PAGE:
And just to make it clear, I'm not saying the gliding program should be closed. I fully support it.
    I just brought this up as a possible solution to further the flying program.
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  20. #18
    lmckeown is on a distinguished road lmckeown's Avatar
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    Quote Originally Posted by wilf_san View Post
    I take it you folks are mainly (all?) tow launch? Our Volunteer Gliding Squadrons are either winch-launch Vikings or self-launch motorised Vigilants.
    wilf_san
    We have 3 Methods to launching the SGS-2-33A Glider across the country.

    Aero-Tow: The most expensive and widly used form involving our gliders towed by either;
    Cessna L-19 BirdDogs (In Eastern Region they are modded to be Super Dogs)
    Cessna 182 SkyHawks (Pacific Region) and
    Ballanca 8GCBC Scout ( Used by mostly Central Region )

    Winch-Tow : Roman's Design Winch used to tow the Gliders. Less Expensive than Aero tow, and Used less as much

    Auto-Tow: The Least common form is by attaching a tow rope to a vehicle with sufficient torque and having it pull the aircraft for takeoff.
    gliderwingsaircsm1powerwings
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  21. #19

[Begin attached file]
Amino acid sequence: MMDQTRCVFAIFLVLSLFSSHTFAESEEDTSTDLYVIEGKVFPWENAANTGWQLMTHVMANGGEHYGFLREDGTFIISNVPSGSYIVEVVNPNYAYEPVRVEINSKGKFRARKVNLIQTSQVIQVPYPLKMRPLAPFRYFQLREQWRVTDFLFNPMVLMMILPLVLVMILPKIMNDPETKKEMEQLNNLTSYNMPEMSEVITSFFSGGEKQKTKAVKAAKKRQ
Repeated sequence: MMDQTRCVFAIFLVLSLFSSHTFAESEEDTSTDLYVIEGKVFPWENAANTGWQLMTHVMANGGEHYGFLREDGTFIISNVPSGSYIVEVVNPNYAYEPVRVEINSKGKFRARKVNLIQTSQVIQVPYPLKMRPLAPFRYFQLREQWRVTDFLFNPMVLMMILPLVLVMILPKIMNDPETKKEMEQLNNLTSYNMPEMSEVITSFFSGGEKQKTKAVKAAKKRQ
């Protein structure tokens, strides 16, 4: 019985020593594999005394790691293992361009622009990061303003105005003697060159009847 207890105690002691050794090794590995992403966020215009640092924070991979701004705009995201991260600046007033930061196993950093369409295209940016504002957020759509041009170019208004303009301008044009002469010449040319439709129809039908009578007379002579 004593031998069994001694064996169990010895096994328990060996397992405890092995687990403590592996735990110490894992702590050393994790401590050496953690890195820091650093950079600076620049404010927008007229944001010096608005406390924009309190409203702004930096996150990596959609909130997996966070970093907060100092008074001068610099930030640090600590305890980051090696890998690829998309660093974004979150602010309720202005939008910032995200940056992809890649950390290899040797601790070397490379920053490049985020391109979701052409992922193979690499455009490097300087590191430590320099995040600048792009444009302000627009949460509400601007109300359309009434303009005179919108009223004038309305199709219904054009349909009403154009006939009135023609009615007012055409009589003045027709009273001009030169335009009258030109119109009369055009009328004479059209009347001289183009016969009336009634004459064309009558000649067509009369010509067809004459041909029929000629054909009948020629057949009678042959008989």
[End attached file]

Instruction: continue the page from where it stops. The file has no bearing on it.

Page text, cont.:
Can someone explain how running a power flying program with planes that require fuel and engine maintenance would be less expensive to run than the ACGP? Where the ACGP is so dependant on weather, it results in a shorter season and a greater risk for days that are not suitable for flying. Less flying days on a plane with no engine = less cost, no? Am I missing something?

    Quote Originally Posted by lmckeown View Post
    We have 3 Methods to launching the SGS-2-33A Glider across the country.

    Aero-Tow: The most expensive and widly used form involving our gliders towed by either;
    Cessna L-19 BirdDogs (In Eastern Region they are modded to be Super Dogs)
    Cessna 182 SkyHawks (Pacific Region) and
    Ballanca 8GCBC Scout ( Used by mostly Central Region )

    Winch-Tow : Roman's Design Winch used to tow the Gliders. Less Expensive than Aero tow, and Used less as much

    Auto-Tow: The Least common form is by attaching a tow rope to a vehicle with sufficient torque and having it pull the aircraft for takeoff.
    In the ten years I have been gliding (as a passenger) at RGS(A), I have flown both aero-tow and winch-tow only once. Every other time has been auto-tow.
    Last edited by J.Gillis; 29th April 2013 at 04:16.
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  22. #20
    dhillon will become famous soon enough dhillon's Avatar
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    Quote Originally Posted by J.Gillis View Post
    Can someone explain how running a power flying program with planes that require fuel and engine maintenance would be less expensive to run than the ACGP? Where the ACGP is so dependant on weather, it results in a shorter season and a greater risk for days that are not suitable for flying. Less flying days on a plane with no engine = less cost, no? Am I missing something?



    In the ten years I have been gliding (as a passenger) at RGS(A), I have flown both aero-tow and winch-tow only once. Every other time has been auto-tow.
    In my time as an air cadet in PAC Region I've never seen auto tow but rather air tow was the norm from 2001 to 2005, I believe.

    In Central Region, I believe it's also been Air tow in my experience talking with Air officers.